by Ken Canfield, Ph.D.
This week we’re releasing the report with highlights from the results of our recent survey of dads: Fathering During the Pandemic: Challenges & Surprises. You can get a free copy right here.
Dads have had a wide range of experiences during the pandemic, and often it depends on their situation. Some dads felt like their world was turned upside down, others took it pretty much in stride, and of course many dads were somewhere in between.
How worried are your children about all that is happening? Chances are their level of concern is somewhat different from yours, and as fathers we need to be a calming presence for them.
We have all faced various challenges during the pandemic, and how we respond to difficulties or crisis situations will create a reference point that our children will remember and carry forward into the future—whether they are still at home or living on their own as adults. They too will face large or small crises in the future, and they’ll look back on how we handled difficult situations, even if it’s a subconscious memory, and that will affect how they respond. We’re setting that example for them right now. If we avoid coming apart during a crisis and instead take positive action, we not only help our children survive the immediate crisis, but also help prepare them for future ones. Our protection as a father can extend even beyond our presence.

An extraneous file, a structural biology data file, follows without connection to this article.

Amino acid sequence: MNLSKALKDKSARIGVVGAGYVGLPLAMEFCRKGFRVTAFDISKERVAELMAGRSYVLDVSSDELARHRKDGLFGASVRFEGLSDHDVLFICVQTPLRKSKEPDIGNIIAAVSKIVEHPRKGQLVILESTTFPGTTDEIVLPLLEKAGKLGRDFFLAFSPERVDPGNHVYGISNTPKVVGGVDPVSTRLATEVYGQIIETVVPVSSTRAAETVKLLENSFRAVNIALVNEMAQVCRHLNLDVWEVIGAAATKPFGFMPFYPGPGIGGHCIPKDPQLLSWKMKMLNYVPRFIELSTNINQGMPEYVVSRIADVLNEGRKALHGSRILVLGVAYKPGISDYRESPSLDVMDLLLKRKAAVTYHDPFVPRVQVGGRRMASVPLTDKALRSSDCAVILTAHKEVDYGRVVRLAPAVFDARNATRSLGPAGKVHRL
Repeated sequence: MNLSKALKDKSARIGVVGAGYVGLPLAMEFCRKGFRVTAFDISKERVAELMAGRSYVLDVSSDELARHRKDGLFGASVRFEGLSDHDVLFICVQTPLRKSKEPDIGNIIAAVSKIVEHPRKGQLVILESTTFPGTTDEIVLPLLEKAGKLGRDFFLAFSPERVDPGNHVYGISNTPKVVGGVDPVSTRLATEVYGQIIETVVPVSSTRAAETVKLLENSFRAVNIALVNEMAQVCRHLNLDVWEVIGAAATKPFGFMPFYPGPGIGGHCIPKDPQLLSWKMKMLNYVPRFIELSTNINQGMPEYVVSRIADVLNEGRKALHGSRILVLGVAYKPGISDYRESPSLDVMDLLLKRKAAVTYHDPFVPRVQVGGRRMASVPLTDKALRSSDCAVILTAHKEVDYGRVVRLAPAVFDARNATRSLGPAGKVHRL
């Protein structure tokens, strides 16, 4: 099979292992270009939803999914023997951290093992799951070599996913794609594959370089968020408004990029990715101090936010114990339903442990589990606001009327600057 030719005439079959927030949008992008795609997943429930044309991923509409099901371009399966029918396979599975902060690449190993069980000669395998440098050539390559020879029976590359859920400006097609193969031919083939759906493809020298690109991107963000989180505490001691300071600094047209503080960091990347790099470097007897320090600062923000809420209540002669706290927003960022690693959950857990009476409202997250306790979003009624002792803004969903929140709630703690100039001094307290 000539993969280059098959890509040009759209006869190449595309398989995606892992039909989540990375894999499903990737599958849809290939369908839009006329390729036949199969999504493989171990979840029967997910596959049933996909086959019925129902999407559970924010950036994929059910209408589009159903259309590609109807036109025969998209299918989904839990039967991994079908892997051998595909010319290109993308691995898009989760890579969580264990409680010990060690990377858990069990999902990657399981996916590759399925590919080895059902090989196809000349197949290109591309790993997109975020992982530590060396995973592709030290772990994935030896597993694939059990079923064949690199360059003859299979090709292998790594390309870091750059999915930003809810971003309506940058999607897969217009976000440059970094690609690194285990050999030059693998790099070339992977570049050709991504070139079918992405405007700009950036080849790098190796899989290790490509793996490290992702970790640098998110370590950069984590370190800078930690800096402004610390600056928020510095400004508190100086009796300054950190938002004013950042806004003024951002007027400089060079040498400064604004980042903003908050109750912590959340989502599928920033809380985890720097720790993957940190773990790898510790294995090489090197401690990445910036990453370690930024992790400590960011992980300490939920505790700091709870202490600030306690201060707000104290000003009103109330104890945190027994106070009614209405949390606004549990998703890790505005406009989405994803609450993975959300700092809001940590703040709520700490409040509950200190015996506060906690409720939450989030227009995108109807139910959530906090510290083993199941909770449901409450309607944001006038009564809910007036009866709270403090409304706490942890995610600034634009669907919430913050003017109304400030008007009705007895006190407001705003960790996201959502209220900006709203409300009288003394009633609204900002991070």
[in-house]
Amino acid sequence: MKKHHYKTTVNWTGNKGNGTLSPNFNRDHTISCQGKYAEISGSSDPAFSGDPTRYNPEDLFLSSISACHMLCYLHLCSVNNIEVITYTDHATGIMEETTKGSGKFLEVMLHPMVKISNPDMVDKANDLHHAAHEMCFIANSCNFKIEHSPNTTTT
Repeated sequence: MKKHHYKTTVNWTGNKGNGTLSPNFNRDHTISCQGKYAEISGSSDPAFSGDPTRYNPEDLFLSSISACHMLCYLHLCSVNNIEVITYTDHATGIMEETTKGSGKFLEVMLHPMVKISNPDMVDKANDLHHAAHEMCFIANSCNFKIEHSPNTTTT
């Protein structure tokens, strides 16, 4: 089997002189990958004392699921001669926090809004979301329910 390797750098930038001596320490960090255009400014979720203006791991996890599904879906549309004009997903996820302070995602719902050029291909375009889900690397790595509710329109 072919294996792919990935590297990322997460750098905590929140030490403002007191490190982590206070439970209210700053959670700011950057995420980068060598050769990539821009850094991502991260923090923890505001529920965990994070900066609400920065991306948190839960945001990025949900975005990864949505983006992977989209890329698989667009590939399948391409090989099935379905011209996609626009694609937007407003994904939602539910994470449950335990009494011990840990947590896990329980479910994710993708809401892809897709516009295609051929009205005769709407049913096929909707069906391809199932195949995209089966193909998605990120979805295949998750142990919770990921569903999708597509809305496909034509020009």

Here are 6 essential things effective fathers can do to help make them better protectors of their children:
1. Adopt a healthy attitude toward difficulties and crises. Recognize that crises will occur, so you aren’t off guard. And having accepted that one of your roles as father is to be a protector for your family, you’ll be ready to step forward and take action when necessary.
2. Identify role models from whom you learned how to deal with crises. Those of us whose fathers handled crises effectively have positive memories to draw from, but the rest of us have to rely on our friendships with other men, both as children and now as adults.
3. Look to other dads for support. There’s a great sense of camaraderie in interacting with other dads, hearing that you aren’t the only one who struggles, learning from their experiences, encouraging them and being encouraged.
4. Understand your own foundation as a man. In our research, fathers who scored high in being able to deal with crises also scored significantly higher than other dads on their responses to male identity questions. So, handling crises is connected to feeling comfortable being a man.
5. In times of crisis, talk with your children. Crises go better when you’re able to talk things through as a family, during and after a crisis. Work toward open communication with your kids as a habit, so they feel they have an open channel to their dad at any time, concerning any subject.
6. Maintain consistent communication with your kids’ mother, too. You’re a parenting team, and that teamwork is never more important than during difficult situations.
There are crises all around us in today’s world, and they aren’t likely to subside in the future. Children need support and guidance from their fathers more than ever before—and they’ll need it years from now when you aren’t there—but your influence and the investments you’ve made in them will still make a difference.
What is the toughest situation you have faced as a father, and what helped you through it? Help other dads by leaving a comment at our Facebook page.